The Twelve Apostles

Back on the road, the drive gets pretty twisty as it hugs the craggy coastline around cliffs and through forests. There are a few other towns along the way if you need to stop for fuel etc, and plenty more fantastic views to take in. Further along, you turn inland through dense woodland and rolling hills, with the terrain being very similar to the English Lake District. Then, shortly after hitting the coast again, the road reaches those iconic Australian landmarks - the Twelve Apostles.

We got there around dusk, which is undoubtedly the best time to see them. Their mystical ambiance and aesthetic beauty at its most profound as the sun sets to the west, tinting the wispy clouds shades of red and orange. There is a huge carpark, shop and cafe there, with a tunnel taking visitors under the road and onto a walkway leading to a huge board-walk overlooking the giant rock pillars in the sea. The apostles are the remnants of an ancient coastline, eroded away by the perpetual waves over millennia leaving only pillars of the harder, more resilient rock behind. In the ages to come, they will be gone. Only to be replaced by new, similar structures where the current coast now stands.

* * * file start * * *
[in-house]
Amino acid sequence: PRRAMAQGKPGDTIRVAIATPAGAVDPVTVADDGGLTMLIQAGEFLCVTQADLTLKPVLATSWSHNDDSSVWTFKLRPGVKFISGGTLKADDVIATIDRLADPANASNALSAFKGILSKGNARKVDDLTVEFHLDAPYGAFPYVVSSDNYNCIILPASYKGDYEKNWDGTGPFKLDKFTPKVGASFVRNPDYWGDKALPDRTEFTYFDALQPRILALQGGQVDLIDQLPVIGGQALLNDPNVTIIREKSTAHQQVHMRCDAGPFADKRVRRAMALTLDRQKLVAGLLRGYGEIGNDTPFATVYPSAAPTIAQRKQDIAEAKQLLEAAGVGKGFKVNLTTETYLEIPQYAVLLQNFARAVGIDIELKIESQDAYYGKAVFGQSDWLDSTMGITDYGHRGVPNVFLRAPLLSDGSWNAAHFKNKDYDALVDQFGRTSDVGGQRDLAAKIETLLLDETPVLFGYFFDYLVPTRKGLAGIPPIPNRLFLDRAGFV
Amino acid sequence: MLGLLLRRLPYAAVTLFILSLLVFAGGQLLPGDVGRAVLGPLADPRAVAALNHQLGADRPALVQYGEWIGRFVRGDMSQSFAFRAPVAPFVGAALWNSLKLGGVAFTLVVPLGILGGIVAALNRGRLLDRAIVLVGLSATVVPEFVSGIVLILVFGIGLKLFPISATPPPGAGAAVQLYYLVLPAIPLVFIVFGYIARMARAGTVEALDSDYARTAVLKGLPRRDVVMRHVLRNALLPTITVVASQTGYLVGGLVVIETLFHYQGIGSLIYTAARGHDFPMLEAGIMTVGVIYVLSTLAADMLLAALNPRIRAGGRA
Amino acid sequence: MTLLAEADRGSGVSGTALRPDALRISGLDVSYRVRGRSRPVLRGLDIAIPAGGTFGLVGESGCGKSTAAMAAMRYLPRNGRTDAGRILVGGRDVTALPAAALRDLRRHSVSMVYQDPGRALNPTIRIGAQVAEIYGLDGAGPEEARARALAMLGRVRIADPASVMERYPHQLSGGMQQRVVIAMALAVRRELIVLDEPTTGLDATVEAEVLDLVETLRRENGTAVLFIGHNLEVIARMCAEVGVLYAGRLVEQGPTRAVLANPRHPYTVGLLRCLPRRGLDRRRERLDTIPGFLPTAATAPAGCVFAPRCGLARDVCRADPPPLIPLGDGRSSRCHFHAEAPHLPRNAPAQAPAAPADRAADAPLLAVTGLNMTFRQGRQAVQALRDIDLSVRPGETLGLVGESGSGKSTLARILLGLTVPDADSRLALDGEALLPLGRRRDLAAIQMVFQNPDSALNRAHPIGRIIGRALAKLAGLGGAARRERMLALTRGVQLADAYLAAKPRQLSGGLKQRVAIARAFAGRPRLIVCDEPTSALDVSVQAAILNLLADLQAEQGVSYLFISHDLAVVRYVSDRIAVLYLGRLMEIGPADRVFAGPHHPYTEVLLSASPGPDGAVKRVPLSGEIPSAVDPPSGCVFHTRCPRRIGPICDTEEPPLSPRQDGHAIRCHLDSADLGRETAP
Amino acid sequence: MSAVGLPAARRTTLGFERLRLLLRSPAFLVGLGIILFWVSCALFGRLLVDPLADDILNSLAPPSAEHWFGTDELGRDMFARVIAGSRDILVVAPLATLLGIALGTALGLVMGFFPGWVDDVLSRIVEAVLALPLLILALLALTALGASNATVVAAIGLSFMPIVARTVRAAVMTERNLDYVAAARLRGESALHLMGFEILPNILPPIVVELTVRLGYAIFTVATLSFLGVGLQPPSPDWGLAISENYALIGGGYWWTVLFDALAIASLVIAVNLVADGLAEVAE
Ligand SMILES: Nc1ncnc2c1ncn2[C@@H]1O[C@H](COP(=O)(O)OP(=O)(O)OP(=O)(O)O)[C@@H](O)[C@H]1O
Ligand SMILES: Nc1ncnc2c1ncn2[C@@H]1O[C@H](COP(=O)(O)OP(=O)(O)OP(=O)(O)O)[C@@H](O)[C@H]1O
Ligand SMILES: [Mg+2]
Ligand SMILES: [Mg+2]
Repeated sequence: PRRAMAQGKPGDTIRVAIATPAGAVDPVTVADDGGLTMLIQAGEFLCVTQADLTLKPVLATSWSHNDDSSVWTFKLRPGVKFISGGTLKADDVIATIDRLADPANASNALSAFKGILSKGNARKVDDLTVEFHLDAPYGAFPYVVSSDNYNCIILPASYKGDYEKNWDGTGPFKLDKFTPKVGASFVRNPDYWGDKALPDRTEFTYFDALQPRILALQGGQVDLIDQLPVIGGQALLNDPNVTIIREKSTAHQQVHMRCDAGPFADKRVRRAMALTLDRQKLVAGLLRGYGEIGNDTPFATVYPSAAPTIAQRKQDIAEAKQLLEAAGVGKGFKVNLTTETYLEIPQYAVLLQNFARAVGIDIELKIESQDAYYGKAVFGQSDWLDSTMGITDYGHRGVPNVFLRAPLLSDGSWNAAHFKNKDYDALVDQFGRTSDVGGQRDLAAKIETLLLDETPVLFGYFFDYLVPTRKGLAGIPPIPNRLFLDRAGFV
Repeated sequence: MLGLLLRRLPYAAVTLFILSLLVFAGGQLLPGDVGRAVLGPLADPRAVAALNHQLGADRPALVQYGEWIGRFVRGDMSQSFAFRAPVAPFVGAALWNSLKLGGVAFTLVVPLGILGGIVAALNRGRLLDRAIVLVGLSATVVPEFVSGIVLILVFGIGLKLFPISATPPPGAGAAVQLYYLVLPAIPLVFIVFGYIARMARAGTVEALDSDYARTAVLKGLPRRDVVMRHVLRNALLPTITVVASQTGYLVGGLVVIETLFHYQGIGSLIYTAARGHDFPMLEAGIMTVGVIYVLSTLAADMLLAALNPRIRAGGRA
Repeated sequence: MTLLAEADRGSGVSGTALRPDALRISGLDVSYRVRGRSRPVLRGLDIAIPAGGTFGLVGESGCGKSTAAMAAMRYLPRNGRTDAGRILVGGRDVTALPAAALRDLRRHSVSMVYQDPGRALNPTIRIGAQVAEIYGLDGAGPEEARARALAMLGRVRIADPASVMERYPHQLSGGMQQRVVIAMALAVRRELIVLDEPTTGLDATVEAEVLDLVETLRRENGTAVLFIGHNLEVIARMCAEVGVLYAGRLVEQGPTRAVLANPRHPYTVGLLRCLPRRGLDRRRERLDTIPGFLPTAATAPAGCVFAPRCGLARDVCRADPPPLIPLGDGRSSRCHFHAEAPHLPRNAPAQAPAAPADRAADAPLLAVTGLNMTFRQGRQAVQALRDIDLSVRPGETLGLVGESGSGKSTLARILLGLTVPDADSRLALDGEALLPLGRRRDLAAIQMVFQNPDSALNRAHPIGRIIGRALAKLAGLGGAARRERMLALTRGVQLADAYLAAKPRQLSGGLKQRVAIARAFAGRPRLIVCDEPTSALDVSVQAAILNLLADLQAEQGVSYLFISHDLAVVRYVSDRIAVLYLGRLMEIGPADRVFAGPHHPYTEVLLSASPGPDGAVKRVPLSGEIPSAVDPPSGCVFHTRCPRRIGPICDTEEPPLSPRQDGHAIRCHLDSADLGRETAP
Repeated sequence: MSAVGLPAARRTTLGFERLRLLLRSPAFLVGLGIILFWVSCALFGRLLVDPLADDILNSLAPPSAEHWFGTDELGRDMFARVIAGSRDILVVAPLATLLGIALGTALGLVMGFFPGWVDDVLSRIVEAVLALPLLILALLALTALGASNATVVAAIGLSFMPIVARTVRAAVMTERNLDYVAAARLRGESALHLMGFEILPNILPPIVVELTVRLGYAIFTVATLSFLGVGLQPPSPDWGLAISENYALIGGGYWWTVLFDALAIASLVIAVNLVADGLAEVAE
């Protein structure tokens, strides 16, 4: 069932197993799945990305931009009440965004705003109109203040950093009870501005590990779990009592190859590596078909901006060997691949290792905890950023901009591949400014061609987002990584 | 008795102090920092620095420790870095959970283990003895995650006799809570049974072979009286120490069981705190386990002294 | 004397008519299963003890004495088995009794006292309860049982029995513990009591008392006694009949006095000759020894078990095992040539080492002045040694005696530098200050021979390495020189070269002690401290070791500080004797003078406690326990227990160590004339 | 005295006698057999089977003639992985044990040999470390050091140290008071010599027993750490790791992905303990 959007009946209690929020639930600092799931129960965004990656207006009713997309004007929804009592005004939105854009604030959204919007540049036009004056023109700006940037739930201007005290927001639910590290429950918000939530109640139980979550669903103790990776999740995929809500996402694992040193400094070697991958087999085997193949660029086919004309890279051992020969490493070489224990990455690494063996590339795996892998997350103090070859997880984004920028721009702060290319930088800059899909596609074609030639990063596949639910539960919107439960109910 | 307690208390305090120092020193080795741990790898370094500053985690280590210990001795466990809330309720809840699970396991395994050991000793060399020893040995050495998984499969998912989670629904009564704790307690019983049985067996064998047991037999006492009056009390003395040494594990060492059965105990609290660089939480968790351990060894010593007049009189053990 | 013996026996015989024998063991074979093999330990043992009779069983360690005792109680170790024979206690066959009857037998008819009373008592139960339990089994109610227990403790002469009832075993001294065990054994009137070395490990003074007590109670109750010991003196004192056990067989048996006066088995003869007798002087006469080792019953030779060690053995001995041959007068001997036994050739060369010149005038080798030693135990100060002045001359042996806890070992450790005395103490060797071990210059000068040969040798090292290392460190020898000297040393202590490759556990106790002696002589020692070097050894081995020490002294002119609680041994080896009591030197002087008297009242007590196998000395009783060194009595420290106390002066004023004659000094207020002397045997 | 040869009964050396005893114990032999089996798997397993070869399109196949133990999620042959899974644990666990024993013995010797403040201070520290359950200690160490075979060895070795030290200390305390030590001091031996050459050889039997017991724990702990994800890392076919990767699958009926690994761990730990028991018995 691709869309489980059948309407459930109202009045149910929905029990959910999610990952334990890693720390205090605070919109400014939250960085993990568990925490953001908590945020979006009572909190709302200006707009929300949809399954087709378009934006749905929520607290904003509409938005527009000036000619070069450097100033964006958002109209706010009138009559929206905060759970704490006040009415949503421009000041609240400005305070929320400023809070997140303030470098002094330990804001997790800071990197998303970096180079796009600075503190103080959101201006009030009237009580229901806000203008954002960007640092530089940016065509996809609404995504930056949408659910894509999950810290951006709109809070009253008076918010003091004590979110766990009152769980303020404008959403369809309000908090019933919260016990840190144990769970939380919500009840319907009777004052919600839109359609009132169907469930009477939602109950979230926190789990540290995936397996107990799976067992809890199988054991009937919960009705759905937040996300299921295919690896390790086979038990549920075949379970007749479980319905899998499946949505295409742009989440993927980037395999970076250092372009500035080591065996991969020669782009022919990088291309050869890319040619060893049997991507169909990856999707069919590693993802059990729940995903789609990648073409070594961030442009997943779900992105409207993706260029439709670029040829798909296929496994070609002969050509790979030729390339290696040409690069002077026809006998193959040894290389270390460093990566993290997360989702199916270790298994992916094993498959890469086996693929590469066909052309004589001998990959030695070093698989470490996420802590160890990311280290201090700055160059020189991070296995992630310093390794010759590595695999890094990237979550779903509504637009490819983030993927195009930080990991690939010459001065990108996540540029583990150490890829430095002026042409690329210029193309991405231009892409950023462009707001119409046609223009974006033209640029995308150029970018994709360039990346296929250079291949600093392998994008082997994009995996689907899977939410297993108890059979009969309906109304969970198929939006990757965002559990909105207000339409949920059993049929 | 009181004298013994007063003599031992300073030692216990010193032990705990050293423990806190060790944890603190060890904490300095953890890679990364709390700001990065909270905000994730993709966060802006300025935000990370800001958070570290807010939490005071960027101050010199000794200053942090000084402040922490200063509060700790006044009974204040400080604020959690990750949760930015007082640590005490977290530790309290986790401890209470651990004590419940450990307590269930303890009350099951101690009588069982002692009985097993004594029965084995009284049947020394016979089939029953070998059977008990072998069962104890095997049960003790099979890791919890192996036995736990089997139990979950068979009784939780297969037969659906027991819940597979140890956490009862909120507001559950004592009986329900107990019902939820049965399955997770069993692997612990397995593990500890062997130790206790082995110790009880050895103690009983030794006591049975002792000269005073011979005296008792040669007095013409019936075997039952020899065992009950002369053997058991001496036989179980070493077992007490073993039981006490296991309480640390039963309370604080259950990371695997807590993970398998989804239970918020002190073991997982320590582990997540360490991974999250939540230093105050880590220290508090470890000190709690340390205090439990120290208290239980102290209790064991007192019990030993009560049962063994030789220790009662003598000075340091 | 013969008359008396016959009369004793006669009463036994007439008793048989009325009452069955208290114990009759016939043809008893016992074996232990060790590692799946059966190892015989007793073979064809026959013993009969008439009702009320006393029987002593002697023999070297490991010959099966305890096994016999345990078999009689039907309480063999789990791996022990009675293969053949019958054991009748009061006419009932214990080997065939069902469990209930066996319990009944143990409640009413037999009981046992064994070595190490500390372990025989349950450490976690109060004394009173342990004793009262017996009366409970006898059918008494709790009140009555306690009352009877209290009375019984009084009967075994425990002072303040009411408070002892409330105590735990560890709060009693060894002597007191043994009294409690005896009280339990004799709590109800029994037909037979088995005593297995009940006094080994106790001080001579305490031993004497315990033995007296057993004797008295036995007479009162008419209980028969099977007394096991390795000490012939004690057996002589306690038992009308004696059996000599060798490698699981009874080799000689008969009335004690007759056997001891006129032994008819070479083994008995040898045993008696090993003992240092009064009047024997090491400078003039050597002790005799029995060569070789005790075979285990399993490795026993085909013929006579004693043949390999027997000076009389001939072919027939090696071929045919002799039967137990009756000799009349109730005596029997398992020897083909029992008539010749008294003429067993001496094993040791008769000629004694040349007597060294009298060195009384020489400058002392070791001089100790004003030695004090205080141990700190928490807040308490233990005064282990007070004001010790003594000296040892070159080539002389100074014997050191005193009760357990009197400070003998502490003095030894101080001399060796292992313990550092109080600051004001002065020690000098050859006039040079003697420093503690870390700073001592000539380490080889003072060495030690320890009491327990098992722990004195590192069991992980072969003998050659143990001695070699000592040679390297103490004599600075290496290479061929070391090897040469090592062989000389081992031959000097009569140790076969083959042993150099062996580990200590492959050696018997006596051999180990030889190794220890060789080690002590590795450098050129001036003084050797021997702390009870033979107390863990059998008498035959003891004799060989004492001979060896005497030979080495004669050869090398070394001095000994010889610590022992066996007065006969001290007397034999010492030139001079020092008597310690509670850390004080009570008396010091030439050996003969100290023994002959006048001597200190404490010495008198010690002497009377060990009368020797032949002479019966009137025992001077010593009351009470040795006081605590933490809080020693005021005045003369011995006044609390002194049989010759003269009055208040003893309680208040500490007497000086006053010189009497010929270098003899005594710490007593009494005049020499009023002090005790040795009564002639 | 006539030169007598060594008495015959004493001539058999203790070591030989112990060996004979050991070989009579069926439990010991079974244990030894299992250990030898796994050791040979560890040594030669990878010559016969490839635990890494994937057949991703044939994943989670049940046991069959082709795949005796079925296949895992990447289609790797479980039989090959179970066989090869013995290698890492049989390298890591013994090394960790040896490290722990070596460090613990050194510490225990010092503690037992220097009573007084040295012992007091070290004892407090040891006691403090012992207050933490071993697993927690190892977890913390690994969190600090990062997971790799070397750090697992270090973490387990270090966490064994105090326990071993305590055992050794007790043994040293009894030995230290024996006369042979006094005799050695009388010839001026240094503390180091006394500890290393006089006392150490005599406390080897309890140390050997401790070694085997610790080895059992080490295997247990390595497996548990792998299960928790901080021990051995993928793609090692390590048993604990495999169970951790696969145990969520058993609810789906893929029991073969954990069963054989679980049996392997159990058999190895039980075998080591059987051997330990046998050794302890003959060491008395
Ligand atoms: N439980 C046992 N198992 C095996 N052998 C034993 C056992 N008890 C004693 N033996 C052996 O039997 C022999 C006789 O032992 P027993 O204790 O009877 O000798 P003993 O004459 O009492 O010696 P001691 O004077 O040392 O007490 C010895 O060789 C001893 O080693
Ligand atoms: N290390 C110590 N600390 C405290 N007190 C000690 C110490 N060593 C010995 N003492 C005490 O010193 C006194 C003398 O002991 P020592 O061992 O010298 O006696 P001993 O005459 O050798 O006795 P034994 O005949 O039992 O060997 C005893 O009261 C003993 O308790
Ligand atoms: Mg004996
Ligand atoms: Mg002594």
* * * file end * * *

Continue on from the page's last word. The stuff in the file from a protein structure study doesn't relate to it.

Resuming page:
Where to stay

West of the Twelve Apostles the Great Ocean Road continues towards Adelaide, but as darkness had fallen and we felt we had seen the best that the road had to offer, we spent the night at the Port Campbell Hostel in Tregea Street. A short drive from the Twelve Apostles, it is clean, safe and good value with plenty of parking. This is a great place to spend the night before onward travel or return to Melbourne. Rates start from $23AUD a night for an eight-bed mixed dorm.